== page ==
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The neutron spin echo technique NSE uses the neutron spin as an indicator of the individual velocity change the neutron suffered when scattered by the sample. Due to this trick, the instrument accepts a broad wavelength band and at the same time is sensitive to velocity changes down to 10‑5. However the information carried by the spins can only be retrieved as the modulo of any integer number of spin precessions as intensity modulation proportional to the cosine of a precession angle difference. The measured signal is the cosine transform S(Q, τ) of the scattering function S(Q, ω). All spin manipulations only serve to establish this special type of velocity analysis. For details see “Neutron Spin Echo”, ed. F. Mezei, Lecture Notes in Physics, Vol. 128, Springer Verlag, Heidelberg, 1980.
Due to the intrinsic Fourier transform property of the NSE instrument it is especially suited for the investigation of relaxation-type motions that contribute at least several percent to the entire scattering intensity at the momentum transfer of interest. In those cases the Fourier transform property yields the desired relaxation function directly without numerical transformation and tedious resolution deconvolution. The resolution of the NSE may be corrected by a simple division.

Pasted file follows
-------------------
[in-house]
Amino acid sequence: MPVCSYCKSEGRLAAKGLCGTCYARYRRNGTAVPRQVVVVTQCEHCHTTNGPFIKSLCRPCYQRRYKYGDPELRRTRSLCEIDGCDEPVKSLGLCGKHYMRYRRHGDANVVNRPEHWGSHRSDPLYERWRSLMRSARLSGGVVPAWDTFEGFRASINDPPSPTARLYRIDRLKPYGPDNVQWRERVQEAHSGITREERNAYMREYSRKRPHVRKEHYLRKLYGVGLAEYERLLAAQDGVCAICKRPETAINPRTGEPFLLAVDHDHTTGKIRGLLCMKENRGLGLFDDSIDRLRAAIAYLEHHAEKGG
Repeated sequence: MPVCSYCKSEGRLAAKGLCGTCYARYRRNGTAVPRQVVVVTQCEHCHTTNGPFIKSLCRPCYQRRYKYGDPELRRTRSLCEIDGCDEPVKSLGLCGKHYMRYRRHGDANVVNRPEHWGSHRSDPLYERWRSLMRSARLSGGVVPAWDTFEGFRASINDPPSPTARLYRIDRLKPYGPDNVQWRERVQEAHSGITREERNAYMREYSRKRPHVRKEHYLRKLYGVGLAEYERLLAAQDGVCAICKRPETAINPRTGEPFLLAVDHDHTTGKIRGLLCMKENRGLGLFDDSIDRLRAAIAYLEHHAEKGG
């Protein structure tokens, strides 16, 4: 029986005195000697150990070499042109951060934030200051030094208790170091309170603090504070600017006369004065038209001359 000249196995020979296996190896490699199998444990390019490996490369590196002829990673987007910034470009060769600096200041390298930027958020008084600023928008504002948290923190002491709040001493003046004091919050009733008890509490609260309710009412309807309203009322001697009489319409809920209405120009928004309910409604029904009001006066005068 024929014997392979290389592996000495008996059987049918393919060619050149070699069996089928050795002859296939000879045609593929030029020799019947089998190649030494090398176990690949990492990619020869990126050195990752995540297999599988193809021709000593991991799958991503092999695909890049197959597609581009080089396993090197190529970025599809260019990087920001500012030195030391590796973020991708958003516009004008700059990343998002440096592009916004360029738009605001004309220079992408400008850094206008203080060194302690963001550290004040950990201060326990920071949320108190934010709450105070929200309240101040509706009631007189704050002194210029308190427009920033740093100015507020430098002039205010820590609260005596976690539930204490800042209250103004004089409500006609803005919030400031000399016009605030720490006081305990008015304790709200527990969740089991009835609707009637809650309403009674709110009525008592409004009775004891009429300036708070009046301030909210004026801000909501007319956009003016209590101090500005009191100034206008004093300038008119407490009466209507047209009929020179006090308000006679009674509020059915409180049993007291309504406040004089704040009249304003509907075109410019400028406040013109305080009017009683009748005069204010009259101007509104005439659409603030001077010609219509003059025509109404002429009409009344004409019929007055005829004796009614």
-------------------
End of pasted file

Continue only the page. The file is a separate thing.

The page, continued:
For a given wavelength the Fourier time range is limited to short times (about 2 ps for J-NSE set-up) by spin depolarisation due to vanishing guide field and to long times by the maximum achievable field integral J. The time is proportional to J × λ3. The J-NSE may achieve a J = 0.5 Tm corresponding to τ = 48 ns at λ = 8 Å.
The instrument itself consists mainly of two large water-cooled copper solenoids that generate the precession field. The precession tracks are limited by the π/2-flippers and the π-flipper near the sample position. The embedding fields for the flippers are generated by Helmholtz-type coil pairs around the flipper locations. After leaving the last flipper the neutrons enter an analyzer containing 60 CoTi supermirrors located in a solenoid set. These mirrors reflect only neutrons of one spin direction into the multidetector. By the addition of compensating loops the main coils and the analyzer coil are designed such that the mutual influence of the different spectrometer components is minimised.
The spin echo spectrometer J-NSE is especially suited for the investigation of slow
Other specialised sample environments on request.
Dr. Olaf Holderer
Dr. Oxana Ivanova
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